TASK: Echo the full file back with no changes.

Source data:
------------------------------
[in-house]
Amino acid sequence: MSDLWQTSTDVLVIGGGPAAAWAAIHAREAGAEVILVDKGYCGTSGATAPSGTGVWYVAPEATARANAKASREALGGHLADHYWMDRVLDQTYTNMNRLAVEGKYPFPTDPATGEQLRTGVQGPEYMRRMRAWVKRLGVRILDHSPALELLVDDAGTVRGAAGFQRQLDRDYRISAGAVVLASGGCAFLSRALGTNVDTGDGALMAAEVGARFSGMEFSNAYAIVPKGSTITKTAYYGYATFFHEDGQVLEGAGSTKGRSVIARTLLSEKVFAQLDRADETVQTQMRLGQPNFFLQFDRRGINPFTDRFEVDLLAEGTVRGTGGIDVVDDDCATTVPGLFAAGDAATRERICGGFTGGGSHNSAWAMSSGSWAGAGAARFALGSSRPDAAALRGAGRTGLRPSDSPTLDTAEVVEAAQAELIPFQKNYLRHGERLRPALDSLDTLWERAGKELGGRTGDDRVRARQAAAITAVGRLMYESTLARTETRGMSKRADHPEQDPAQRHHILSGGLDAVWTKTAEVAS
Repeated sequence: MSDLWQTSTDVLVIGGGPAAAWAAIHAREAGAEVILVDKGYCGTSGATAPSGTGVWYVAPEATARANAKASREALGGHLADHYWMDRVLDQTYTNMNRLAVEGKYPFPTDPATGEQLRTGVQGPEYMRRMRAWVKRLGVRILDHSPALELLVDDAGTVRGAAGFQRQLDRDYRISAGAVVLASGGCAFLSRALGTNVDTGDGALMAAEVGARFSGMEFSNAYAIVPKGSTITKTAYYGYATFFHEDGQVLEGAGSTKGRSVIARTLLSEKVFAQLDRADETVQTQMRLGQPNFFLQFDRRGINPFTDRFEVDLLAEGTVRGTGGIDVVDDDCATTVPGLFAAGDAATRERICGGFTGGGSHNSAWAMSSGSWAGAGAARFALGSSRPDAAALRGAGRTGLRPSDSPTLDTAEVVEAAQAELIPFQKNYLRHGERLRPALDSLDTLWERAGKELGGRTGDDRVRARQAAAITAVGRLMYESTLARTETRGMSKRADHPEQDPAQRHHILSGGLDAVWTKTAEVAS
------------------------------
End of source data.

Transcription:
[in-house]
Amino acid sequence: MSDLWQTSTDVLVIGGGPAAAWAAIHAREAGAEVILVDKGYCGTSGATAPSGTGVWYVAPEATARANAKASREALGGHLADHYWMDRVLDQTYTNMNRLAVEGKYPFPTDPATGEQLRTGVQGPEYMRRMRAWVKRLGVRILDHSPALELLVDDAGTVRGAAGFQRQLDRDYRISAGAVVLASGGCAFLSRALGTNVDTGDGALMAAEVGARFSGMEFSNAYAIVPKGSTITKTAYYGYATFFHEDGQVLEGAGSTKGRSVIARTLLSEKVFAQLDRADETVQTQMRLGQPNFFLQFDRRGINPFTDRFEVDLLAEGTVRGTGGIDVVDDDCATTVPGLFAAGDAATRERICGGFTGGGSHNSAWAMSSGSWAGAGAARFALGSSRPDAAALRGAGRTGLRPSDSPTLDTAEVVEAAQAELIPFQKNYLRHGERLRPALDSLDTLWERAGKELGGRTGDDRVRARQAAAITAVGRLMYESTLARTETRGMSKRADHPEQDPAQRHHILSGGLDAVWTKTAEVAS
Repeated sequence: MSDLWQTSTDVLVIGGGPAAAWAAIHAREAGAEVILVDKGYCGTSGATAPSGTGVWYVAPEATARANAKASREALGGHLADHYWMDRVLDQTYTNMNRLAVEGKYPFPTDPATGEQLRTGVQGPEYMRRMRAWVKRLGVRILDHSPALELLVDDAGTVRGAAGFQRQLDRDYRISAGAVVLASGGCAFLSRALGTNVDTGDGALMAAEVGARFSGMEFSNAYAIVPKGSTITKTAYYGYATFFHEDGQVLEGAGSTKGRSVIARTLLSEKVFAQLDRADETVQTQMRLGQPNFFLQFDRRGINPFTDRFEVDLLAEGTVRGTGGIDVVDDDCATTVPGLFAAGDAATRERICGGFTGGGSHNSAWAMSSGSWAGAGAARFALGSSRPDAAALRGAGRTGLRPSDSPTLDTAEVVEAAQAELIPFQKNYLRHGERLRPALDSLDTLWERAGKELGGRTGDDRVRARQAAAITAVGRLMYESTLARTETRGMSKRADHPEQDPAQRHHILSGGLDAVWTKTAEVAS